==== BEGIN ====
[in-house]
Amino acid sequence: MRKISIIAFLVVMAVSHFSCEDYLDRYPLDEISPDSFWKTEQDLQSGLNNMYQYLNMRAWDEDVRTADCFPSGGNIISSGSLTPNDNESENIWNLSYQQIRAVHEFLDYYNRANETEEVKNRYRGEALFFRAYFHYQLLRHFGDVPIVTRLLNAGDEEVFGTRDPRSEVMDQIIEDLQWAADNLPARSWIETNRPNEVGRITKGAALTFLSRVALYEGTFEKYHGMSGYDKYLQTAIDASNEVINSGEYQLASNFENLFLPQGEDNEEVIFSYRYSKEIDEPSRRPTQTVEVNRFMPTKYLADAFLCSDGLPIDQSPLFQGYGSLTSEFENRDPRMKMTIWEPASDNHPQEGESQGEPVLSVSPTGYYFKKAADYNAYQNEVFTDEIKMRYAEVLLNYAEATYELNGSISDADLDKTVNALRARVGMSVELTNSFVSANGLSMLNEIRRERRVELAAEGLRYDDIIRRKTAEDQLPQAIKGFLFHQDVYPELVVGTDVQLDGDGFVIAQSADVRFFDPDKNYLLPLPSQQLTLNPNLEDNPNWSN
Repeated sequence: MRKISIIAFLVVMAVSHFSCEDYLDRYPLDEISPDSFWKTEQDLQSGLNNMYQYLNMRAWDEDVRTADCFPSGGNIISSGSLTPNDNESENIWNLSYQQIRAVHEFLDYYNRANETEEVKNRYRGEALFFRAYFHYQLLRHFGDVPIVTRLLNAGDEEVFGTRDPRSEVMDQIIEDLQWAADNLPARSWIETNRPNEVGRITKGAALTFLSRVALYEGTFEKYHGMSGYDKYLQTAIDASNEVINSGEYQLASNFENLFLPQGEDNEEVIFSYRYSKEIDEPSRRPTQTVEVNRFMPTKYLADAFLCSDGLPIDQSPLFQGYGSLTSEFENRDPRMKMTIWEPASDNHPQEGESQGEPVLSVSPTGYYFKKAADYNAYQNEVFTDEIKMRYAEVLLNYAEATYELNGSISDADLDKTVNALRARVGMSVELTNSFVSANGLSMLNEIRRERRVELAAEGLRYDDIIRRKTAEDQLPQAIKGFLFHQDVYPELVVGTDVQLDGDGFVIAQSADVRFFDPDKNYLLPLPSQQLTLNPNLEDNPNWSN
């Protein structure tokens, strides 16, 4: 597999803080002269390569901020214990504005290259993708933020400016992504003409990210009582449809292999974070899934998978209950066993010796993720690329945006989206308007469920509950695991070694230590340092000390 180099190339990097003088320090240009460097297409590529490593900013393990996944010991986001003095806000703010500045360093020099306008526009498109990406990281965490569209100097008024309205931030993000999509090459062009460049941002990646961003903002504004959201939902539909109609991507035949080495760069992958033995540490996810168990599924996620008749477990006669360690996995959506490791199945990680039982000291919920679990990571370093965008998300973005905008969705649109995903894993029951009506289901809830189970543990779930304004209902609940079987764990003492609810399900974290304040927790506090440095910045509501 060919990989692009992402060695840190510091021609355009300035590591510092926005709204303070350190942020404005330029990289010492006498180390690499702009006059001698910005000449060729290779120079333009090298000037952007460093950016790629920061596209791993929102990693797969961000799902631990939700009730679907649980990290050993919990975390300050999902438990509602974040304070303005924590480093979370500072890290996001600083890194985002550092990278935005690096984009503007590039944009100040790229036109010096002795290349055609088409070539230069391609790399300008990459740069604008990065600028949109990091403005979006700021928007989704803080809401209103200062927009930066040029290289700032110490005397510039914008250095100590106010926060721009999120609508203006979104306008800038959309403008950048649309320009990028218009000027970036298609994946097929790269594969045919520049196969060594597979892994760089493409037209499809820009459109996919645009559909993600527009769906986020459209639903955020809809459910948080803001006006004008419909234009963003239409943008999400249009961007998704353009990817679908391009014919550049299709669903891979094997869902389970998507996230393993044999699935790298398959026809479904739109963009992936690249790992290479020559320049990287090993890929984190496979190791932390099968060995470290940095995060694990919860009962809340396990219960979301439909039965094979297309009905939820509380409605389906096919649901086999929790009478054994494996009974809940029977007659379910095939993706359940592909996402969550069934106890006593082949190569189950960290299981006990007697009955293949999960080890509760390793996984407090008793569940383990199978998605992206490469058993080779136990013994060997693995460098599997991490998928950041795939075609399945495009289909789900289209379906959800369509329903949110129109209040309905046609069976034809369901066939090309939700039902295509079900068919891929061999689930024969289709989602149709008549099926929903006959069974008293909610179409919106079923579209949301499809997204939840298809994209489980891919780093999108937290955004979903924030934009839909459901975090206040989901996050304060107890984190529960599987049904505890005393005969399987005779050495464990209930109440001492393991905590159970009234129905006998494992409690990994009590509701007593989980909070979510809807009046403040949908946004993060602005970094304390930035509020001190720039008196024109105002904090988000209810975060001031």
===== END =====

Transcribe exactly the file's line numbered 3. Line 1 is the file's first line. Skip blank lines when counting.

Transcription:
Repeated sequence: MRKISIIAFLVVMAVSHFSCEDYLDRYPLDEISPDSFWKTEQDLQSGLNNMYQYLNMRAWDEDVRTADCFPSGGNIISSGSLTPNDNESENIWNLSYQQIRAVHEFLDYYNRANETEEVKNRYRGEALFFRAYFHYQLLRHFGDVPIVTRLLNAGDEEVFGTRDPRSEVMDQIIEDLQWAADNLPARSWIETNRPNEVGRITKGAALTFLSRVALYEGTFEKYHGMSGYDKYLQTAIDASNEVINSGEYQLASNFENLFLPQGEDNEEVIFSYRYSKEIDEPSRRPTQTVEVNRFMPTKYLADAFLCSDGLPIDQSPLFQGYGSLTSEFENRDPRMKMTIWEPASDNHPQEGESQGEPVLSVSPTGYYFKKAADYNAYQNEVFTDEIKMRYAEVLLNYAEATYELNGSISDADLDKTVNALRARVGMSVELTNSFVSANGLSMLNEIRRERRVELAAEGLRYDDIIRRKTAEDQLPQAIKGFLFHQDVYPELVVGTDVQLDGDGFVIAQSADVRFFDPDKNYLLPLPSQQLTLNPNLEDNPNWSN